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I'd write more, like you said I should. If only, there was more to me.

Monday, November 12, 2007


The trouble with going head to head in terms of release dates is the spin the stories get. Even media that has traditionally ignored Bollywood, they'd rather review some of the unwatchable Hollywood movies instead of picking the best of Bollywood. That's another story and it'll take me on a rant like never before. As I was saying, the thing about two of Bollywood's biggest releases has been the talk of the rivalry. With the information overload, the phones calls missed, the invites ignored, no comments from either side, one will never quite fathom what the intensity of the rivalry is - if there is one.

As far as cinema goes, Saawariya and Om Shanti Om are as different as chalk and cheese. Or as Bala would say they are like fish and mutton - both are good, you need to learn to savour them differently. Yet, over the Diwali weekend as we mentioned our movie plans, everyone we bumped into gave us their two cents worth anyways.

"Our friends watched it and said blah, blah, blah...."

Not one to let anyone colour our judgment blue, we made it for Sanjay Leela Bhansali's eagerly anticipated and much talked about Saawariya last night. The sets are grand, often you get confused guessing whether this bit was in Moulin Rouge or perhaps that train bit from The Polar Express. It almost seems like something you have seen before. The surreal sets come alive with the sound of music as star-crossed lovers collide on one rainy day, on another snowy day and then a moon lit day.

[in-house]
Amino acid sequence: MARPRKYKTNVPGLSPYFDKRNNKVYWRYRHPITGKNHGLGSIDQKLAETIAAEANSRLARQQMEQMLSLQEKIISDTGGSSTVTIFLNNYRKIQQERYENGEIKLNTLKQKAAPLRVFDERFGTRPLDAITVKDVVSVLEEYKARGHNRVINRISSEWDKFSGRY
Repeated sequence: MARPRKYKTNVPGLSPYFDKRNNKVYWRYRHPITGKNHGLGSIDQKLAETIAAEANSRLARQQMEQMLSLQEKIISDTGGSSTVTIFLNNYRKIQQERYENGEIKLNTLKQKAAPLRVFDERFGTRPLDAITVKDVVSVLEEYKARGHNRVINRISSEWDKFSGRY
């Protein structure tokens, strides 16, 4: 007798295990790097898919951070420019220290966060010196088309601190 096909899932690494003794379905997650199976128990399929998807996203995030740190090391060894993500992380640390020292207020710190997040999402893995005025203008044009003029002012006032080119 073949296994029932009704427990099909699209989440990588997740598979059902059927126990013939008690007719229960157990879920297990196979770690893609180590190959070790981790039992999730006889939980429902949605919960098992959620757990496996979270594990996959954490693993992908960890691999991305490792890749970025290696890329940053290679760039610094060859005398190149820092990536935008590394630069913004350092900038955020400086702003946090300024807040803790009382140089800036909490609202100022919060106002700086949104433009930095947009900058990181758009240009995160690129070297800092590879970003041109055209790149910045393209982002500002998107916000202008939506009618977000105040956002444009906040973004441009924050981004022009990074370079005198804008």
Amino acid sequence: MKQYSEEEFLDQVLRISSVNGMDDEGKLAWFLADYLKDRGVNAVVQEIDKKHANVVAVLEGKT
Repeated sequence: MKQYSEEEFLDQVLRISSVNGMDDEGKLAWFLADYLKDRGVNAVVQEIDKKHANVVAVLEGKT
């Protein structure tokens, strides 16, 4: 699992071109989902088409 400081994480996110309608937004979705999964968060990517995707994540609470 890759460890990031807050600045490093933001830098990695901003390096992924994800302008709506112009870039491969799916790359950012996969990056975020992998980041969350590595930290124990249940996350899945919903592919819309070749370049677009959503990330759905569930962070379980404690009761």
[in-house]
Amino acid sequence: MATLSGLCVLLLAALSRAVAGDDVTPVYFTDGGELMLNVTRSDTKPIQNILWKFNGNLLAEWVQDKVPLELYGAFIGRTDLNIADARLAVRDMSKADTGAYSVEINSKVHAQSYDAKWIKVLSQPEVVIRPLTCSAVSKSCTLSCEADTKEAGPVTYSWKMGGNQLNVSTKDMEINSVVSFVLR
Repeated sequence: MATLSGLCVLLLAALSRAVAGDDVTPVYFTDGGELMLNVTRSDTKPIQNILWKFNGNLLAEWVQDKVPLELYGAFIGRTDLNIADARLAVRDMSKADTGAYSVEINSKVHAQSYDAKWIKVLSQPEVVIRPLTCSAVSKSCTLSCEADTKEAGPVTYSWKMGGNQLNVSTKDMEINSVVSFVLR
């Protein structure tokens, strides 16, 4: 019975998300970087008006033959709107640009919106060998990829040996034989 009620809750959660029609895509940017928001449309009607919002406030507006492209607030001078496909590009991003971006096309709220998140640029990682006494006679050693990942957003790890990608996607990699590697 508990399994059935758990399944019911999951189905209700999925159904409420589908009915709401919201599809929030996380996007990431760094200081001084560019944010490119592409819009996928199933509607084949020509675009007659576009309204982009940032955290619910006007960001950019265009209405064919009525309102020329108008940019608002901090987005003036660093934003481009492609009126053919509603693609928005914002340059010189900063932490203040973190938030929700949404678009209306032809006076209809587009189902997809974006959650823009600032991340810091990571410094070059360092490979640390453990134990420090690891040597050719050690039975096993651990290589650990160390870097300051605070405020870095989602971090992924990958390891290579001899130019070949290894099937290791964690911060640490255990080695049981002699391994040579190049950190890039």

Seasons may be colliding, the story doesn't. Three days of waiting, walking, watching, talking, Raj (Ranbir Kapoor) finds himself falling madly in love with Sakina (Sonam Kapoor). No prizes for guessing the twist in this tale.

Love is put to the test, though the palpable excitement in the theatre revolves around the towel scene.

"Aiyoh, why you getting so excited?" boy seated behind us tells the girl.
"Haven't you seen this in other movies?"
"Never in Bollywood," she chokes on her laughs.

The towel scene notwithstanding, both Raj and Sonam, who are making their debuts are fairly impressive. As is Rani Mukherji who pulls off the role of the hooker - Gulabji with elan. Zohra Sehgal manages to pull out a couple of laughs as the endearing landlady 'Lilly-pop.'

The songs are beautifully choreographed, the costumes designed by Anuradha Vakil make you want to get on to the next flight to Ahmedabad. Somehow, its the story that fails to make the leap into the realm of a grand narrative.

After Devdas, I was ready to be shaken and stirred again. Sadly, nothing quite tugged at the heart-strings this time round. The Kleenex packet remained unopened.

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